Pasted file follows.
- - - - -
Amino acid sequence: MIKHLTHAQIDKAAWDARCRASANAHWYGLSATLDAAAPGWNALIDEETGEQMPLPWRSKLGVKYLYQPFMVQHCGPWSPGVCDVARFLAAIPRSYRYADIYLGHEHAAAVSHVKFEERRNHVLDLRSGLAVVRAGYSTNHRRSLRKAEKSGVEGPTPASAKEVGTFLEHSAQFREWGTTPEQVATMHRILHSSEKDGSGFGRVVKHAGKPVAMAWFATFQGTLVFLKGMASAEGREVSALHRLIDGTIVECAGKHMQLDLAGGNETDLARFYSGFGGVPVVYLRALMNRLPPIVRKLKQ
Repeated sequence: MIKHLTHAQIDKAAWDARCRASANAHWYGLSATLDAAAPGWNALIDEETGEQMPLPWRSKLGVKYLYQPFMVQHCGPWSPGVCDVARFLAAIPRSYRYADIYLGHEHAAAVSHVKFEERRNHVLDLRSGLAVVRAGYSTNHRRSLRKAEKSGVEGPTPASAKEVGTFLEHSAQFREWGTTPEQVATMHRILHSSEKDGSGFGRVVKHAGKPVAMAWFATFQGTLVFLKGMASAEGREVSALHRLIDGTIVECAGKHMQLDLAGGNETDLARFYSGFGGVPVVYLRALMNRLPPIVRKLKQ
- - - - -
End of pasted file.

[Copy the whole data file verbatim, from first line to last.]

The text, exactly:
Amino acid sequence: MIKHLTHAQIDKAAWDARCRASANAHWYGLSATLDAAAPGWNALIDEETGEQMPLPWRSKLGVKYLYQPFMVQHCGPWSPGVCDVARFLAAIPRSYRYADIYLGHEHAAAVSHVKFEERRNHVLDLRSGLAVVRAGYSTNHRRSLRKAEKSGVEGPTPASAKEVGTFLEHSAQFREWGTTPEQVATMHRILHSSEKDGSGFGRVVKHAGKPVAMAWFATFQGTLVFLKGMASAEGREVSALHRLIDGTIVECAGKHMQLDLAGGNETDLARFYSGFGGVPVVYLRALMNRLPPIVRKLKQ
Repeated sequence: MIKHLTHAQIDKAAWDARCRASANAHWYGLSATLDAAAPGWNALIDEETGEQMPLPWRSKLGVKYLYQPFMVQHCGPWSPGVCDVARFLAAIPRSYRYADIYLGHEHAAAVSHVKFEERRNHVLDLRSGLAVVRAGYSTNHRRSLRKAEKSGVEGPTPASAKEVGTFLEHSAQFREWGTTPEQVATMHRILHSSEKDGSGFGRVVKHAGKPVAMAWFATFQGTLVFLKGMASAEGREVSALHRLIDGTIVECAGKHMQLDLAGGNETDLARFYSGFGGVPVVYLRALMNRLPPIVRKLKQ